The Learning Dance - Two Steps Forward, One Step Back

One of my students has been going through a particular rough patch at the moment (okay probably more than one is going through a rough patch, let's be honest). It's a feeling that anyone who is dedicated to a pursuit can appreciate - it's that feeling of two steps forward, one step back. It's that feeling of "how did I manage to do that course last week and now it feels like I can barely stay on?"

In our conversation today after a particularly tough lesson, an analogy came to me: learning any task is like building a house. You can build a simple two bed, one bath house rather quickly. For most people, it will serve its purpose as a safe shelter and they will need no more. However, if you decide that you need more from your house, you must remodel. Anyone who has remodeled a house knows what a huge headache it is - walls must be destroyed, plans must be made, and ultimately you end up with a grand mess...for a while. For a short time your house will barely resemble a dwelling; it will be a pile of lumber, drywall, and other miscellaneous parts needing assembly. But once it has been put back together, it will be larger, stronger, and more complex.

The process of learning to ride is really no different. Learning the basics takes very little time, with balance and timing being the most difficult skills to acquire. Once you're ready to move on from the basics, life will get infinitely more difficult from now until forever. Riding is one of those sports where the more you know, the more you know you don't know. And in the process of learning more, you're bound to make more mistakes. Mistakes are how we all learn. Once you learn to embrace the mistakes, you'll never be able to truly fail.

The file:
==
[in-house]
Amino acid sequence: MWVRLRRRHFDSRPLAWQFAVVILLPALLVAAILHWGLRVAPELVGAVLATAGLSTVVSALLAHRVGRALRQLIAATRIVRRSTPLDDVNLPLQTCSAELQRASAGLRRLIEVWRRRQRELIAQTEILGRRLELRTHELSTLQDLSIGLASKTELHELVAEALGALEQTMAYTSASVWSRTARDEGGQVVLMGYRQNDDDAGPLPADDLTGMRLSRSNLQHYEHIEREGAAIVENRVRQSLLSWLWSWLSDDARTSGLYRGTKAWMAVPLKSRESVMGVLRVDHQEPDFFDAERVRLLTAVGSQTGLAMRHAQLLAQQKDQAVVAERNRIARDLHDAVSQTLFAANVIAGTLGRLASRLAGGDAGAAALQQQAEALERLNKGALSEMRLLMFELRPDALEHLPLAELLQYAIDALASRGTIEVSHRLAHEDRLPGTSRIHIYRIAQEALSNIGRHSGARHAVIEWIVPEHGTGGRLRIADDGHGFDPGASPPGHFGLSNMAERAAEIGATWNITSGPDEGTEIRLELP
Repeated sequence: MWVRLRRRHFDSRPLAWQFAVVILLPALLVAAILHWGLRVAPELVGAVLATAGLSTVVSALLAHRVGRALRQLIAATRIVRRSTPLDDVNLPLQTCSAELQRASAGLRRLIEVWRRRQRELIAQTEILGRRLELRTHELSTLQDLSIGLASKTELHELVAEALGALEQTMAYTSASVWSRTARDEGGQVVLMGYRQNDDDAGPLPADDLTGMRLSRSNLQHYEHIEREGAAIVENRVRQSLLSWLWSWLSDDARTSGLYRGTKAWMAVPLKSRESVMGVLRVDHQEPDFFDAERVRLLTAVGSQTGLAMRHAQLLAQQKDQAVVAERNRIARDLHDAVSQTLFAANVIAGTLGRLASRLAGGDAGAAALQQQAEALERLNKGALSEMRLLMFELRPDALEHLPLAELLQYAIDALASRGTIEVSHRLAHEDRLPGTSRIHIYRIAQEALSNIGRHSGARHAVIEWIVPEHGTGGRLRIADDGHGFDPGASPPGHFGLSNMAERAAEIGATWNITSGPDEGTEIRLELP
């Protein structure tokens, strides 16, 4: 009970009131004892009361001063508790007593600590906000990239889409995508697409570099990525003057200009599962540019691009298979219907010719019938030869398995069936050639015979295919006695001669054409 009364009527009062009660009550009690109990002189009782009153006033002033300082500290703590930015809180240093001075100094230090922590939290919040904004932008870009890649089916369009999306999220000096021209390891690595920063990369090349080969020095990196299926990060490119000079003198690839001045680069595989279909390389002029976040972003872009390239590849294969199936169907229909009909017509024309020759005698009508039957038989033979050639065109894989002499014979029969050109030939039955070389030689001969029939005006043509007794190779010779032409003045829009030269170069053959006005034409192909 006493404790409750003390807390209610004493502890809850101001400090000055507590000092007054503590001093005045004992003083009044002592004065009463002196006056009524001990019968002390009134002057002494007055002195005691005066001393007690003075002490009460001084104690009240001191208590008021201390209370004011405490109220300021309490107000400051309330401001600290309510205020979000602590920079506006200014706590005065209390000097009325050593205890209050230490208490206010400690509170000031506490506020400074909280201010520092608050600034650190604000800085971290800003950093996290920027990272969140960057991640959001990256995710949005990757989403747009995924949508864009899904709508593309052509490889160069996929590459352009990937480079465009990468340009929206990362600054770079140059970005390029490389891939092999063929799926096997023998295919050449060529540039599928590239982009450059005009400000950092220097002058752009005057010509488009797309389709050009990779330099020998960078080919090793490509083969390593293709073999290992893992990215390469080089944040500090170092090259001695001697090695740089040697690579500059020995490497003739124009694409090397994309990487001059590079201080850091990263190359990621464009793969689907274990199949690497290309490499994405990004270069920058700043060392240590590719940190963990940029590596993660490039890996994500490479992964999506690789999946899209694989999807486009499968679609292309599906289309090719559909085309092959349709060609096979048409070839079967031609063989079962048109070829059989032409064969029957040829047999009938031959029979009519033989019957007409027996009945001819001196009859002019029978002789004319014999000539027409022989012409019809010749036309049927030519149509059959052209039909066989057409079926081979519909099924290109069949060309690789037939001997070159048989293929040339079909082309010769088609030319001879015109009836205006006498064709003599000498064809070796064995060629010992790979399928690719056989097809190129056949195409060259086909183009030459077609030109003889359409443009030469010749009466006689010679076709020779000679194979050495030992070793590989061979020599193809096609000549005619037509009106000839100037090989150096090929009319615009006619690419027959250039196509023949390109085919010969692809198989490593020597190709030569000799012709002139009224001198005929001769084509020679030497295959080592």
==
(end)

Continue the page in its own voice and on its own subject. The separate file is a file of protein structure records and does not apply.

And if you do feel like you're in a learning rut and you can't seem to make any progress, take a short break. Often inspiration comes from a fresh mind. Even horses sometimes need a little break to mull over what they've learned. Sometimes taking that one step back is all you need to launch yourself forwards!


One of my favorite quotes about learning to ride is from Bill Steinkraus. It's a great reminder to not be afraid to try something new:

"For me, rational riding is riding that depends on thought as well as feeling, on the brain as well as the body. Rational riding starts with the idea that it's easier to do something if you know very concretely what you're trying to do, why you're trying to do it and how it functions mechanically. Today I can't believe that every rider wouldn't benefit from spending some time consciously addressing his and his horses' strengths and weaknesses, and trying to find ways to exploit the former and correct the latter. It's surprising what a big deal it is for most people actually to try something new. Thinking about it is one thing, but having to try it out on your own horse or with your own body means abandoning what you have always done before. Many riders can't bring themselves to do this, when they're seeking advice in the first place because they aren't having much success with their old techniques. Consequently, most riders display the same faults year after year, their progress blocked by their own resistance to change, forever bogged down at a lower level of success than they are capable of achieving."